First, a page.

Tales From The Bench: Dangers In Quadrant Triple Trays

Poor tray selection on new tooth

Great impression with poor tray selection.

Remakes are the nemesis of every laboratory and dental practice. As it happens, the common culprit contributing to unnecessary remakes is one of dentistry’s staple items—the disposable triple tray. From the outside, many of the disposable triple tray’s qualities appear benign and appealing, as it is cost-effective (less impression material, cost of the tray, etc.), easy to use, and less challenging for a patient than a full arch impression. Not only that, but the dual-arch impression trays take three impressions simultaneously – an occlusal relationship, prepared teeth, and opposing dentition.

Despite these positive attributes, not all triple trays are equal from an accuracy standpoint. A plastic, flexible triple tray has exactly that: “flex.” Unfortunately, the number of pours, the weight of the stone, the amount of material in the border of the tray, and/or the type of impression material can introduce potential distortion when the model is made—none of which creates the kind of impression that a high quality dental restoration is fabricated from. The best dental labs verify fit on not only a solid model but a working model as well. They take into consideration that duplicate dies require more than one pour of stone material.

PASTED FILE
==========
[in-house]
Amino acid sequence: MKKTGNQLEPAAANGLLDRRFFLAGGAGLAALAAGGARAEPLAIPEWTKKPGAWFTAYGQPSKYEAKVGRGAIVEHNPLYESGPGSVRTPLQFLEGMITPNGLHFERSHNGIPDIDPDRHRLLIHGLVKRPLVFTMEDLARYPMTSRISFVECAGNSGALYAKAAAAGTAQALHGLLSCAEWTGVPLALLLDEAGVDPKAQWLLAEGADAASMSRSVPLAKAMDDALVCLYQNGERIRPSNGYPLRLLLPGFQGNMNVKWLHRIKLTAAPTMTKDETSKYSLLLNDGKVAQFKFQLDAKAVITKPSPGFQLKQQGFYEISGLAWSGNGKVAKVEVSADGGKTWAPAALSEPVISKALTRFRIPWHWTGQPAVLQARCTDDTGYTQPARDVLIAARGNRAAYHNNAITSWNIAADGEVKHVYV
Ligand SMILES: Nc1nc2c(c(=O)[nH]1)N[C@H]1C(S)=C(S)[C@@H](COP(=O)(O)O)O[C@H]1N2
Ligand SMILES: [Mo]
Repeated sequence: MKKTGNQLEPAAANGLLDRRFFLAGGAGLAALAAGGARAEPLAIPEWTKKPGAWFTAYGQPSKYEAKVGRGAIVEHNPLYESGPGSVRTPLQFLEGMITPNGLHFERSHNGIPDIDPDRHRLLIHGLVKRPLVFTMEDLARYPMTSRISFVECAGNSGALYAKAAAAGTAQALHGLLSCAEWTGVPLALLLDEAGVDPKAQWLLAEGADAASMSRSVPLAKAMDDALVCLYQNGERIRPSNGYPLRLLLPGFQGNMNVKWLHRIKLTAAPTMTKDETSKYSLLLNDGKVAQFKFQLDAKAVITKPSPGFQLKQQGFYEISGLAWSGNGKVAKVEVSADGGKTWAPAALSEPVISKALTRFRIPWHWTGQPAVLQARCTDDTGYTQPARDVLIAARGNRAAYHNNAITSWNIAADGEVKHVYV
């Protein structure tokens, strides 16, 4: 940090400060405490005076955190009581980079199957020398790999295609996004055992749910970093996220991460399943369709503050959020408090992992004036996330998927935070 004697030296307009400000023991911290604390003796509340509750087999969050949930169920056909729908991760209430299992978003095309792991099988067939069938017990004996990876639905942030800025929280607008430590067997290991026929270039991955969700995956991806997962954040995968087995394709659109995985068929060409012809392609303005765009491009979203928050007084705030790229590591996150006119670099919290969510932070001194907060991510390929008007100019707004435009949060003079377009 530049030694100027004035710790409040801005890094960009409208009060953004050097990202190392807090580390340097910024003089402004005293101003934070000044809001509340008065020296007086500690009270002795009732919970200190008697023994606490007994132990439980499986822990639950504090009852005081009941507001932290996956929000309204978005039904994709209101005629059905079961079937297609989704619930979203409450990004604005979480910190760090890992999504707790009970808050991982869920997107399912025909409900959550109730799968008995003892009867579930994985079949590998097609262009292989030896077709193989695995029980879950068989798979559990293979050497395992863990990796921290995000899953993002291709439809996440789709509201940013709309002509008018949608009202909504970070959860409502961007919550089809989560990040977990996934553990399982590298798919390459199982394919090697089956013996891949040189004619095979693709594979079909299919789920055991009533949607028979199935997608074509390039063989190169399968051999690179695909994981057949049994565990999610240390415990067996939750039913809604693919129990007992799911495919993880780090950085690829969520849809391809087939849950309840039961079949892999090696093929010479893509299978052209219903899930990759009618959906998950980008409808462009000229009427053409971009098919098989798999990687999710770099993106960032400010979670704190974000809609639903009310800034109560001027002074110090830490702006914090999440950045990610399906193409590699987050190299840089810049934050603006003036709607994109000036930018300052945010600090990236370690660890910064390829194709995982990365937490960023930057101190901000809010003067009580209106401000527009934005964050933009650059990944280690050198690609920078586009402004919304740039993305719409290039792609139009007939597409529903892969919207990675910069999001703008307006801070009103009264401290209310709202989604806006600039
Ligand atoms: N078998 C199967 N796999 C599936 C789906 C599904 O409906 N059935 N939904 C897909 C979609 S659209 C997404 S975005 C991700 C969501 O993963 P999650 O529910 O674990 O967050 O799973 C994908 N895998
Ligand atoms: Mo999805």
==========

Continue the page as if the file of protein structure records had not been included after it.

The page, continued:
The following video demonstrates the “give” in a plastic triple tray (click to play):

As you can see, even with a perfectly good prep and a readable margin this sort of tray can affect the “size” of the prep. The solution to this problem is utilizing a more rigid, inflexible triple tray like the Temrex Bite Relator or the Triotray Pro-Lock.

Temrex Bite Relator

Temrex Bite Relator

Triotray Pro-Lock

Triotray Pro-Lock

As demonstrated in the video clip below, the amount of give when pressure is applied is much more stable and virtually eliminates the distortion associated with flexible trays.

This tray is suitable for crown, bridge, and temporary crowns. The mesh insert and impression material are easily removed for tray cleaning after the restoration has been cemented and you are sure that the impression is no longer needed. The only ongoing cost is the inexpensive inserts. Other advantages include:

  • Low running costs – inserts much cheaper than most disposable trays
  • Reduce remakes – good economics
  • Usable with all impression materials – pick your favorite
  • Self-locking design makes adhesive optional
  • Keeps tongue in passive position
  • Lab-friendly – accurate and easy to work with
  • Easy and quick to clean

Gold Dust Dental Lab highly recommends the use of a rigid tray system to alleviate the headaches and costly, unnecessary remakes that may result from flexible quadrant triple trays. 

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